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The American Craft Museum is presenting the first retrospective of one of America's foremost studio furniture makers. Garry Knox Bennett has played a major role in the development of studio furniture in the San Francisco Bay Area and across the nation for more than 25 years.
In 1979, Bennett rewrote the ground rules for studio furniture making. By driving a nail into the beautiful finish of his Nail Cabinet, he struck a blow that echoed throughout the studio furniture community and helped to free the field from its obsession with technique and its overbearing reverence for wood.Nail Cabinet became a landmark in the history of twentieth-century craft. Bennett’s nonconformist approach to furniture making is also exemplified in masterworks such as the ColorCore Desk (1984) and the Boston Kneehole Desk (1989). His innovations and irreverence changed the course of studio furniture making for future generations of craftsmen.
Bennett’s furniture, clocks and lamps, while eminently functional, are full of visual surprises, unexpected shapes and angles, striking colors, and contrasting materials and surface treatments. Robust in spirit, extroverted, innovative and energetic, Bennett’s creations express a sensibility that is clearly American. “What one admires about Garry Knox Bennett is above all the prodigality of his invention,” states Arthur C. Danto, Emeritus Johnsonian Professor of Philosophy at Columbia University and essayist in the exhibition catalogue. Ursula Ilse-Neuman, curator of the exhibition at the American Craft Museum comments, “Garry Knox Bennett has created a uniquely American contemporary vernacular that alludes to tradition but unsettles it with unconventional materials and distinctive design elements. His work transforms the commonplace into the unexpected.”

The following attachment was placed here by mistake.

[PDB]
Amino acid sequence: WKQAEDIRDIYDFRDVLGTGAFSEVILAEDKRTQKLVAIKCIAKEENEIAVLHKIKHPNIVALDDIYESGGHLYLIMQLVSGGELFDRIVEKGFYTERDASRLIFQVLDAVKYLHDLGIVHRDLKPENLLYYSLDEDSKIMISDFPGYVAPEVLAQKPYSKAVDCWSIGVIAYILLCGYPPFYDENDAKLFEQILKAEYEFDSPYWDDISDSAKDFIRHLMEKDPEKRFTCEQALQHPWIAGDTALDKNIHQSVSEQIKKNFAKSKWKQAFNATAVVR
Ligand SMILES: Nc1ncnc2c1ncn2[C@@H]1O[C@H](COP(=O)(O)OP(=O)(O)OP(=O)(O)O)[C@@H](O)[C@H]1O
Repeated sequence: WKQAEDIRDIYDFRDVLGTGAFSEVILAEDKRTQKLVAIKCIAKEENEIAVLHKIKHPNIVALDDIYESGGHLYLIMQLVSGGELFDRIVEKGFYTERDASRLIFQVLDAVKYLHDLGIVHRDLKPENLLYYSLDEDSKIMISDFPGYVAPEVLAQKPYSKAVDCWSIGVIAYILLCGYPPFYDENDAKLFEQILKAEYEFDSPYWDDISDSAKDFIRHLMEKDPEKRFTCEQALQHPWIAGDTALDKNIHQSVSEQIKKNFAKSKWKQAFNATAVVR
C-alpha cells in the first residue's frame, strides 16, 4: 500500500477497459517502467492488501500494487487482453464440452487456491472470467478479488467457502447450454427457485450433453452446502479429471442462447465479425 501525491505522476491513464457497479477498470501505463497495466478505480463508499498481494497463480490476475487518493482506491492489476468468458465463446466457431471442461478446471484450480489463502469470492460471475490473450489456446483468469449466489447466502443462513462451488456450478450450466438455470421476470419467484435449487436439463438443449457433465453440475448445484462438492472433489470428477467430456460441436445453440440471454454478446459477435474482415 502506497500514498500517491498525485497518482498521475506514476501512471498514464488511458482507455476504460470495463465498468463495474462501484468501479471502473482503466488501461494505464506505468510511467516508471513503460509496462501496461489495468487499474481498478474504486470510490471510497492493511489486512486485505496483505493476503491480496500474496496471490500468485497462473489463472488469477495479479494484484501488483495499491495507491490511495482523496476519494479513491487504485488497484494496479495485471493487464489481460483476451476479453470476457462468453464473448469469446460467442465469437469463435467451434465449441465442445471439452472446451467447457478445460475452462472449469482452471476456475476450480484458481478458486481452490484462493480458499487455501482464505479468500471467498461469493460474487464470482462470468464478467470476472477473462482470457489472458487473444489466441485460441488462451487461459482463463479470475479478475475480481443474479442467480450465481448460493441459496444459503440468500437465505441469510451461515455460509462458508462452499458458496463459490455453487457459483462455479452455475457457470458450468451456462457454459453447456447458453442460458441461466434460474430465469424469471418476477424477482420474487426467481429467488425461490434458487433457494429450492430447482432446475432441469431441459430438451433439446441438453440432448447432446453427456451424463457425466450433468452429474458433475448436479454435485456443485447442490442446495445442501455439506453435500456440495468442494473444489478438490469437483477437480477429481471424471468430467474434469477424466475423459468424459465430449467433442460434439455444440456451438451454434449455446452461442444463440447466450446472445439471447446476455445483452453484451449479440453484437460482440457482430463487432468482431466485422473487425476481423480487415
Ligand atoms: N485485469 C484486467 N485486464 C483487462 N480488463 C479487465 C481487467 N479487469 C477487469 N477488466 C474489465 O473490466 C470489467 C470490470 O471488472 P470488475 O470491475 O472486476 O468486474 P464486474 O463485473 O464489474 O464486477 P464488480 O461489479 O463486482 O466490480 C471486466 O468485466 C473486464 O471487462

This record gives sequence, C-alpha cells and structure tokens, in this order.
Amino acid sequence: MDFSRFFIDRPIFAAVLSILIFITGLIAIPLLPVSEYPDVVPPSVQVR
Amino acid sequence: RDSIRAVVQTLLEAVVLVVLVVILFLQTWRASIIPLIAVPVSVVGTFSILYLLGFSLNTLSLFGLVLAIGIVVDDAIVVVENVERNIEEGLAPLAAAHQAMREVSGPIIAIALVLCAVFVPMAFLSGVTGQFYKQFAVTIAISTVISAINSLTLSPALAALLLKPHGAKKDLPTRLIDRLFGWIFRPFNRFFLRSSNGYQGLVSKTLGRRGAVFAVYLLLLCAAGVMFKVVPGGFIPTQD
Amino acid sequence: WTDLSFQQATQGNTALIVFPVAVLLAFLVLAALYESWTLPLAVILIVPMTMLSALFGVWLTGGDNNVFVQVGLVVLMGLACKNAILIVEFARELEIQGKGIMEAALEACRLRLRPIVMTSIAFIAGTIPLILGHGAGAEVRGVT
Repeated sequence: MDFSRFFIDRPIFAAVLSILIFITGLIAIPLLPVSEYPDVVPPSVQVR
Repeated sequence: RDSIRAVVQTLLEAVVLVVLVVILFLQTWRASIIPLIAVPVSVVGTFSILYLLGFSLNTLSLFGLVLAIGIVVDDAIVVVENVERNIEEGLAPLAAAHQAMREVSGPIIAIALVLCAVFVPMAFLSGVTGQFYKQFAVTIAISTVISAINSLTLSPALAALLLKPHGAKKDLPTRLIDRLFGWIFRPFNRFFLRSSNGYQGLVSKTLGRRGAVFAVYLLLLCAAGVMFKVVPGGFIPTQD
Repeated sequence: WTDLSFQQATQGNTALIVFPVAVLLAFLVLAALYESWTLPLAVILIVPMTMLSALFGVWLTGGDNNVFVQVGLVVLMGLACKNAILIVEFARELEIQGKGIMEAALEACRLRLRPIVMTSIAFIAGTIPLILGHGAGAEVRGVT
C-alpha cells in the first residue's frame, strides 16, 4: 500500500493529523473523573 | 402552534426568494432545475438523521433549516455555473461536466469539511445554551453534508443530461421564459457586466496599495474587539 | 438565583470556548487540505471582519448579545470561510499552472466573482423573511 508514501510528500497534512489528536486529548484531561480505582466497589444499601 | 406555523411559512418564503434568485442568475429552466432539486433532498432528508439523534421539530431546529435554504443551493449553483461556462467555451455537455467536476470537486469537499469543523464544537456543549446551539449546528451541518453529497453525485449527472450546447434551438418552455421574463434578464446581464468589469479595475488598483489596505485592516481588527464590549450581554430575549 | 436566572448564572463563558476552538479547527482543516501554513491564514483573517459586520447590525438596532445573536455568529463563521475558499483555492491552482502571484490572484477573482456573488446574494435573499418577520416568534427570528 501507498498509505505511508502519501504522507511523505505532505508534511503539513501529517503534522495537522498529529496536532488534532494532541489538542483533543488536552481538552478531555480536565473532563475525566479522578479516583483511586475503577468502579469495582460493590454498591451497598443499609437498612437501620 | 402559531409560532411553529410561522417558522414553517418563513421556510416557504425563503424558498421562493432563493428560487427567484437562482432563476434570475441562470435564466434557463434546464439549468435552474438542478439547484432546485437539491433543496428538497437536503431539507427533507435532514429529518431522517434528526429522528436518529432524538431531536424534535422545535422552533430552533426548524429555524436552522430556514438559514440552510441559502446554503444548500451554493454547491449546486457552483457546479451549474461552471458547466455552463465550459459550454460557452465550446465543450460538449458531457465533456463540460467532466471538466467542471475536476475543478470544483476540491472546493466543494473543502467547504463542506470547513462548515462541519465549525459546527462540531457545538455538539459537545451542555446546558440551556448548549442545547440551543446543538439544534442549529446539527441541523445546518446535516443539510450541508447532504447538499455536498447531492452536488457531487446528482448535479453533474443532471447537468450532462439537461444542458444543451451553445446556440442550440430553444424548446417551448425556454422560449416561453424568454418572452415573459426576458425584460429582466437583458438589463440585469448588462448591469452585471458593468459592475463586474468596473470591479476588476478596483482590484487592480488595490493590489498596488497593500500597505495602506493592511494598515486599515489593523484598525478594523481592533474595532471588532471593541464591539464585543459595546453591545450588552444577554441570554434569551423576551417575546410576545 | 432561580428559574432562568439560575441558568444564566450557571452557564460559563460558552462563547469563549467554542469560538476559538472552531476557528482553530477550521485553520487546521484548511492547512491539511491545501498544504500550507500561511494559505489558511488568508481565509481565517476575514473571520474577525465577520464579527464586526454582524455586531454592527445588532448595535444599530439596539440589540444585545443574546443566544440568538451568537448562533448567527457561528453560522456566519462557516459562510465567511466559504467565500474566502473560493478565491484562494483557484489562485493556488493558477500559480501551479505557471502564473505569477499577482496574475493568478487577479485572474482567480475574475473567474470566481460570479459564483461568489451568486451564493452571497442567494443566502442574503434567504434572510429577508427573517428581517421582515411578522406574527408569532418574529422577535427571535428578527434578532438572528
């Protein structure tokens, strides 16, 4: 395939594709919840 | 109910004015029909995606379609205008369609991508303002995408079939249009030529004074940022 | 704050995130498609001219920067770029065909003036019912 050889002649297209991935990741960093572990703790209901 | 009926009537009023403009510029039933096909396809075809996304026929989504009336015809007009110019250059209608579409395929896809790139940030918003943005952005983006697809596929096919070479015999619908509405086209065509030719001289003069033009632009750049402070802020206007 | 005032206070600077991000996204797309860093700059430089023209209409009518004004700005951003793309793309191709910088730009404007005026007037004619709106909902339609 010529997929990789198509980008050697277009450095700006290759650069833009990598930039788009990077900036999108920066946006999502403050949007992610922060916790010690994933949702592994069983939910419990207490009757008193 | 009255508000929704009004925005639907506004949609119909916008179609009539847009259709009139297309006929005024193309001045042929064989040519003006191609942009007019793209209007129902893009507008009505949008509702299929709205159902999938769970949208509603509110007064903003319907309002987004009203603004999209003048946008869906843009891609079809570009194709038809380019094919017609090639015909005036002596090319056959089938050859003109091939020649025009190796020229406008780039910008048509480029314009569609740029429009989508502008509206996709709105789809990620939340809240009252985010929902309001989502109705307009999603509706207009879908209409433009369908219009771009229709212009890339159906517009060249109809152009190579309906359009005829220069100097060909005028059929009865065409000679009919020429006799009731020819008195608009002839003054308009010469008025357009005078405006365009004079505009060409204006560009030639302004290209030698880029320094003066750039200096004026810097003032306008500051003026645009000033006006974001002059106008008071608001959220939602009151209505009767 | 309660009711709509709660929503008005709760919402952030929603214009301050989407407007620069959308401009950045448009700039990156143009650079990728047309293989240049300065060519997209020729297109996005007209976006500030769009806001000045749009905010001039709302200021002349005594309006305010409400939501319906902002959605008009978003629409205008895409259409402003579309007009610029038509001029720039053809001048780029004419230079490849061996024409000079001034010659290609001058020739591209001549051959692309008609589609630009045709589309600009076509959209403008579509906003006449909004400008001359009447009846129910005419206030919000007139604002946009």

A native of Alameda, CA, Bennett began to study sculpture in the l960s when the countercultural revolution was at its height. When he applied his fascination with sculptural composition and highly expressive forms to furniture making, he was immediately recognized as a maverick in the field, a reputation he maintains to this day. “While many other furniture makers in California shared a common irreverence or lack of inhibition, only Bennett has remained active and consistently produced a strong body of work over the twenty-five year period,” states Edward S. Cooke, Jr., Professor of American Decorative Arts in the Department of Art History at Yale University, and contributor to the exhibition catalogue.
There are over 200 works in the exhibition ranging from large-scale desks and trestle tables to Bennett’s unconventional clocks, lamps, and jewelry – a rich assembly that displays his sharp sense of humor, innovative techniques, and meticulous craftsmanship. Among his most recent works is a newly invented form, the tablelamp, ingeniously constructed of materials ranging from bamboo and PVC to bowling balls.
Bennett’s innovative working methods will be examined in the exhibition through enlarged photographs and a deconstructed piece of furniture that demonstrates his use of the band saw, drill press, and milling machine to create unusual effects.